Monthly Archives: April 2015

Botanical Bonanza!

April and May always leave me gasping for breath. Each year, the onrush of flowers and field trips and plant sales and programs whooshes in and sweeps me along. I hope that you, too, are having a botanically busy bonanza of a time.

Here’s just a sampling of what’s going on in the weeks to come:

April 26 to May 2: Native Plant Appreciation WeekNPAW-2015

Native Plant Appreciation Week is a great time to celebrate Washington’s floristic diversity. With over 3,000 native plant species growing in deserts, rain forests, high mountain meadow, river valleys, and even your backyard—Washington’s ecosystems are vital to sustaining our native wildlife and our own quality of life.

Many Washington Native Plant Society Chapters and other organizations are hosting walks and talks during this annual fest. A few of the activities are listed here:

April 26, Point Whitehorn Marine Reserve (near Blaine)

Visit this gem of a county park, preserved through efforts of the Whatcom Land Trust, at the start of Native Plant Appreciation Week. Hosted by the Koma Kulshan Chapter.

April 28, Goose Rock in Deception Pass State Park (Whidbey Island)

The woods and open bluffs of this spectacular (if somewhat hilly) park are full of spring flowers. Hosted by the Salal Chapter.

April 30, Rhododendron Species Botanical Garden (Federal Way)

Garden staff will present “Why Should You Grow Native Plants” and lead a tour through the Rhododendron Species Botanical Garden.

May 2, Badger Mountain (near Richland).

This hike will explore the Skyline Trail, which climbs gradually through native grasses and some remaining patches of shrub steppe. Hosted by the Central Washington Chapter

May 2, Sugarloaf Wildflowers (near Anacortes)

Billed as “the ultimate wildflower hike of the year,” Sugarloaf offers a climb through forest and meadow, with blue camas (Camassia), red Indian paintbrush (Castilleja), and more. Hosted by the Salal Chapter.

May 2, Ski Hill Scavenger Hike (Leavenworth)

Species from both east and west of the Cascade crest populate this gem of an area. Blooming native shrubs, Washington’s native peony (Paeonia brownii), Oregon anemone (Anemone oregana) and other lovelies may be on view. Hosted by the Wenatchee Valley Chapter.

May 2, Native Plant Potpourri (Black Diamond)

Long-time Washington Native Plant Steward John Neorr will discuss the nature and benefits of native plants and propose several of his “Fan Favorites” for home landscaping. Hosted by the King County Library System.

May 2, Salal Chapter Plant Sale (near Mt. Vernon)

This event offers a wide selection of native perennial flowers, shrubs and trees, as well as an opportunity to tour the demonstration garden. Hosted by the Salal Chapter.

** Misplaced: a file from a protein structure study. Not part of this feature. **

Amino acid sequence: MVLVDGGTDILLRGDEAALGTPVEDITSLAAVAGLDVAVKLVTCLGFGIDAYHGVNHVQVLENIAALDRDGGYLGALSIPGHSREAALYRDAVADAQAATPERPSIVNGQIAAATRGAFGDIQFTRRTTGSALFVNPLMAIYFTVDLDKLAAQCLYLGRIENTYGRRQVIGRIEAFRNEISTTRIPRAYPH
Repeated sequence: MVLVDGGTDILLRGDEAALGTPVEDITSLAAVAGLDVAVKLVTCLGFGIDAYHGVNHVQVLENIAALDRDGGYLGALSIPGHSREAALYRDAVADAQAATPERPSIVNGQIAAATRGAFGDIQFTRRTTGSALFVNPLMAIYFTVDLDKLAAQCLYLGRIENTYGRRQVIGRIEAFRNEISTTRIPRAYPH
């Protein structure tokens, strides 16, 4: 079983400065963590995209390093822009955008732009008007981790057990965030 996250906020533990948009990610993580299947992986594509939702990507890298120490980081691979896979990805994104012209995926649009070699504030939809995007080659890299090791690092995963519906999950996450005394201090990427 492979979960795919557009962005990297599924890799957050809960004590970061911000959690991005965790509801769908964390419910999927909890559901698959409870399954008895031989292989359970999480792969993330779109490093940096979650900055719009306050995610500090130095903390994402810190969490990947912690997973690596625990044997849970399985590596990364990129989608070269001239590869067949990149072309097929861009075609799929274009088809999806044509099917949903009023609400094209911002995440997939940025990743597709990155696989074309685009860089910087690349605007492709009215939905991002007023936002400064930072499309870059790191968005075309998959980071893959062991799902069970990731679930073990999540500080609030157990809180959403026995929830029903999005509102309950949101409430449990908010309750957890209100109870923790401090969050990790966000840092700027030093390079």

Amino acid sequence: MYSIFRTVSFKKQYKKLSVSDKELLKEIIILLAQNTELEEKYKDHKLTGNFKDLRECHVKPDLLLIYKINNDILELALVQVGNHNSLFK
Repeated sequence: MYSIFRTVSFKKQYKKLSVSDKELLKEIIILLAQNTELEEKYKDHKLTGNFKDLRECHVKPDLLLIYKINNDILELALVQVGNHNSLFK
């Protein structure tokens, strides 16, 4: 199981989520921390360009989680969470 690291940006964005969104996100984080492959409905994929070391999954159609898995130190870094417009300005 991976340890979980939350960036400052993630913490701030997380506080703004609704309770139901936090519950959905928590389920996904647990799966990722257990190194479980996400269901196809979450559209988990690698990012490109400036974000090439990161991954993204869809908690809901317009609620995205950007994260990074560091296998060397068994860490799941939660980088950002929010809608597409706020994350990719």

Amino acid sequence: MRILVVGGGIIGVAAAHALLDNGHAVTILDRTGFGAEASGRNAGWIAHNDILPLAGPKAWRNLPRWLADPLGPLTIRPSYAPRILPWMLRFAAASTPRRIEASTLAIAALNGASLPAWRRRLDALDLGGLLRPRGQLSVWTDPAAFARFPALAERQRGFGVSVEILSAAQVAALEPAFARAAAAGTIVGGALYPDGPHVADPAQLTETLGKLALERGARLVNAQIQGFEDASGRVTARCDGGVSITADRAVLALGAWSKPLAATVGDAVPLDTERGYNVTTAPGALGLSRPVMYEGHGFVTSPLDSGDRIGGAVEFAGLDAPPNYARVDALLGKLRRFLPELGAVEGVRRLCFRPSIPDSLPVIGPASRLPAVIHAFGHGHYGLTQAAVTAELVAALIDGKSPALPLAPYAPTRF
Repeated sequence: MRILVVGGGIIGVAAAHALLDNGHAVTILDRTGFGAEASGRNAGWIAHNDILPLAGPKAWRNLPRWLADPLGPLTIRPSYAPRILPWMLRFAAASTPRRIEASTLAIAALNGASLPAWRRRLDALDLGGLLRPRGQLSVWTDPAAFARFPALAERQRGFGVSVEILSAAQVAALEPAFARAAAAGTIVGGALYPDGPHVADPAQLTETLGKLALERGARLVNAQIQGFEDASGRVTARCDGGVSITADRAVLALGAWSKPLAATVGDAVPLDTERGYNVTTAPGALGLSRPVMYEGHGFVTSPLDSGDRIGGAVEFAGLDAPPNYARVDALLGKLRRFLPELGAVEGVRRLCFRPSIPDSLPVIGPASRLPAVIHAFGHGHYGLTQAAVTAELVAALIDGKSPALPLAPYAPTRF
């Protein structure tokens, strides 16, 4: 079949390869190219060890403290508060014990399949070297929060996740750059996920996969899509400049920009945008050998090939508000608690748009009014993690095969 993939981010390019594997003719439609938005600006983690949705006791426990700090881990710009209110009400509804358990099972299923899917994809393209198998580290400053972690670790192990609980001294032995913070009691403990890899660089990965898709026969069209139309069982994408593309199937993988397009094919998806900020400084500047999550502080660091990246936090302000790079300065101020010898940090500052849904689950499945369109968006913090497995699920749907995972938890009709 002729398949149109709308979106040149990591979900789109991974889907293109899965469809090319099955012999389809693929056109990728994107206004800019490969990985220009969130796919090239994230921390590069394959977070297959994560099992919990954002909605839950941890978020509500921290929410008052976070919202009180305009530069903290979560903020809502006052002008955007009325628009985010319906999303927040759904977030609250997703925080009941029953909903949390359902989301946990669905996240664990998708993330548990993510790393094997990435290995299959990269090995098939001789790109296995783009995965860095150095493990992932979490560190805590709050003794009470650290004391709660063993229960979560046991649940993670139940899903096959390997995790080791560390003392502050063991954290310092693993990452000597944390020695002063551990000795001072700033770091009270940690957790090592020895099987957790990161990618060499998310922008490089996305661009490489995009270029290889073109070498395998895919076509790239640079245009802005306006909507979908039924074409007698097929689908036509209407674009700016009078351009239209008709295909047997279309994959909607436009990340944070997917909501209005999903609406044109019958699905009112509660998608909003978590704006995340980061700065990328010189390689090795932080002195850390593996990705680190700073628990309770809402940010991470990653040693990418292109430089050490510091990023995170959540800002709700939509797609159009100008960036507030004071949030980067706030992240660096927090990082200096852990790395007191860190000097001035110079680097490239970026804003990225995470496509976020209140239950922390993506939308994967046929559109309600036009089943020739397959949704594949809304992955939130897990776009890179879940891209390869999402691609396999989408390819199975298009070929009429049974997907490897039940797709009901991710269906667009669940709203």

Beyond Native Plant Appreciation Week…

Looking deeper in to May and beyond, the opportunities just keep coming!

May 9: Central Puget Sound Chapter Native Plant Sale & CPS Plant SaleEnvironmental Festival (Mercerdale Park, Mercer Island)

This big sale offers native ferns, grasses, perennials, shrubs, and trees, along with booths hosted by environmental groups and vendors.

Opening at 10:00 a.m. to the public, it’s worth noting that members of the Washington Native Plant Society can shop early, starting at 9:00 a.m. (That’s a hint: join WNPS today!)

This sale is hosted by the Central Puget Sound Chapter.

May 15, Education Grant applications due

Have a great idea? The Washington Native Plant Society Education Committee encourages educators—formal and informal—throughout our state to develop projects about native plants and plant habitats Education grants are classroom and curriculum projects and for projects linked to gardens, museums, parks and other public displays of or about native plants.

Grants for WNPS members, funded by WNPS member dues, are available for education projects that further the goals of the Society. Education proposals are reviewed by the Education Committee twice annually. Deadlines for submission are May 15 and November 15 each year.

June 5–7, Botany Washington at Ingalls Creek (near Peshastin)

Well, you’re probably too late for this opportunity to study the late spring flora of the East Cascades—registration is now closed. You can try to get on the wait list by emailing 

June 17–19, Grasses Workshop with Clay Antieau

Knowing your grasses (that’s plants in the family Poaceae for anyone who might be confused) is critical to many fields of science and practice, including wetland identification and delineation, ecosystem restoration, erosion control, and interpretation of natural history.The Washington Native Plant Society and the University of Washington Herbarium at the Burke Museum are proudly partnering to offer this workshop.

Beautiful and diverse, grasses are globally important in many ways—fundamental to the past and future survival of humans. Clay Antieau is a pro at this stuff: take a look at his blog post on Learning to Speak the Grass Language from when he taught this workshop in 2013.

August 14-16. Washington Native Plant Society Study Weekend: Islands in the Sky

Hosted this year by the Koma Kulshan Chapter in the North Cascades, one of the state’s most dramatic and botanically rich ecoregions. Registration will start in May. Check the WNPS website or your Douglasia (a benefit of membership, ahem) for registration and field trip information.

Hope you’re keeping botanically busy! Have you been out in the field lately? What have you seen, or learned, or done?